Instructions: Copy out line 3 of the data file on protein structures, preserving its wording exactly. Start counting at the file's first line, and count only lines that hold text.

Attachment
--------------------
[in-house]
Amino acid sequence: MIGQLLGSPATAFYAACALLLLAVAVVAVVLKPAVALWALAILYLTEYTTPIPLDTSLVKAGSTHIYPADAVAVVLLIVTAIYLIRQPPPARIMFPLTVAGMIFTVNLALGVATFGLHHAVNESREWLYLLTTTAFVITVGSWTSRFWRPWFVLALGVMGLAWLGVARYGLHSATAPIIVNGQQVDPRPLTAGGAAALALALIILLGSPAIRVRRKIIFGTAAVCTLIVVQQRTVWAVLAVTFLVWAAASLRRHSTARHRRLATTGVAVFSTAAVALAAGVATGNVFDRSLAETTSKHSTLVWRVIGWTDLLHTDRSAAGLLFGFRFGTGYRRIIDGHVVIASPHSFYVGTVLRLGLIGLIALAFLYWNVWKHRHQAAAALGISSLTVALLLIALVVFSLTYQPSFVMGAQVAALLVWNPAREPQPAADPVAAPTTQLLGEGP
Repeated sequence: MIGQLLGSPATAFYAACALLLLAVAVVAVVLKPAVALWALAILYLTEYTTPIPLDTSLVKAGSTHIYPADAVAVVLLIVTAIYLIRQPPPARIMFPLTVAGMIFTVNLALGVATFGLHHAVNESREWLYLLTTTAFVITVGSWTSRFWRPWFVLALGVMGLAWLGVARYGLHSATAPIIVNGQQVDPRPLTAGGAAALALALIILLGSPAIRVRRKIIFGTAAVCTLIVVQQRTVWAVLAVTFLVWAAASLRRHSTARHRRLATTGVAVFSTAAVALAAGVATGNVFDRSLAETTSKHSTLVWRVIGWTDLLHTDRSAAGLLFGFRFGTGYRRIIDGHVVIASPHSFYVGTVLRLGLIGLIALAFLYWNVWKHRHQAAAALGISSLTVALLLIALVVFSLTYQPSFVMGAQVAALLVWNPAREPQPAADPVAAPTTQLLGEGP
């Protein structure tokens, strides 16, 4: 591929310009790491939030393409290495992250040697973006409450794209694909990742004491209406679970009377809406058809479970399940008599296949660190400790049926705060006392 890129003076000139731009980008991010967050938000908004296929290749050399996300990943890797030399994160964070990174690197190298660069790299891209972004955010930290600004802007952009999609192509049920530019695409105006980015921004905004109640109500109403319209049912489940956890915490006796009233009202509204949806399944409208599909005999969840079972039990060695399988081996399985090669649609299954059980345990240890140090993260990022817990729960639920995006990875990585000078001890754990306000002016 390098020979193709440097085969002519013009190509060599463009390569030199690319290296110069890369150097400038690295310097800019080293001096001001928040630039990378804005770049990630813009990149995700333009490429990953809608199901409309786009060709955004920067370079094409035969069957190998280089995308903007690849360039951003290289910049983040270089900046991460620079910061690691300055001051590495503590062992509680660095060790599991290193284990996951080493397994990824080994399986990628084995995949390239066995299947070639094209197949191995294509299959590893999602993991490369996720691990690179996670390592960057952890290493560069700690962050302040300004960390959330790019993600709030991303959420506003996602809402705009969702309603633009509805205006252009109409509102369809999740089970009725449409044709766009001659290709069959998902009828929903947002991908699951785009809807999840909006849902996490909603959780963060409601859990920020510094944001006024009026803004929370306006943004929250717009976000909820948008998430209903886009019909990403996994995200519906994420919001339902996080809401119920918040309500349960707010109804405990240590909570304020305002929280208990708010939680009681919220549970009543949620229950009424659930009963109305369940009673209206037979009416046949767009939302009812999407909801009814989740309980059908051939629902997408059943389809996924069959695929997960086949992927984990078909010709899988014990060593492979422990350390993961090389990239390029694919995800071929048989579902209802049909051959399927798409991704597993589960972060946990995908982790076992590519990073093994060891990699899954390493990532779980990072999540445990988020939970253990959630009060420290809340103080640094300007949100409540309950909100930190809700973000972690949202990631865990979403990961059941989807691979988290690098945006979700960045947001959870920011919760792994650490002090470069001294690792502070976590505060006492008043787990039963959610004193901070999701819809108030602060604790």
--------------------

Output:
Repeated sequence: MIGQLLGSPATAFYAACALLLLAVAVVAVVLKPAVALWALAILYLTEYTTPIPLDTSLVKAGSTHIYPADAVAVVLLIVTAIYLIRQPPPARIMFPLTVAGMIFTVNLALGVATFGLHHAVNESREWLYLLTTTAFVITVGSWTSRFWRPWFVLALGVMGLAWLGVARYGLHSATAPIIVNGQQVDPRPLTAGGAAALALALIILLGSPAIRVRRKIIFGTAAVCTLIVVQQRTVWAVLAVTFLVWAAASLRRHSTARHRRLATTGVAVFSTAAVALAAGVATGNVFDRSLAETTSKHSTLVWRVIGWTDLLHTDRSAAGLLFGFRFGTGYRRIIDGHVVIASPHSFYVGTVLRLGLIGLIALAFLYWNVWKHRHQAAAALGISSLTVALLLIALVVFSLTYQPSFVMGAQVAALLVWNPAREPQPAADPVAAPTTQLLGEGP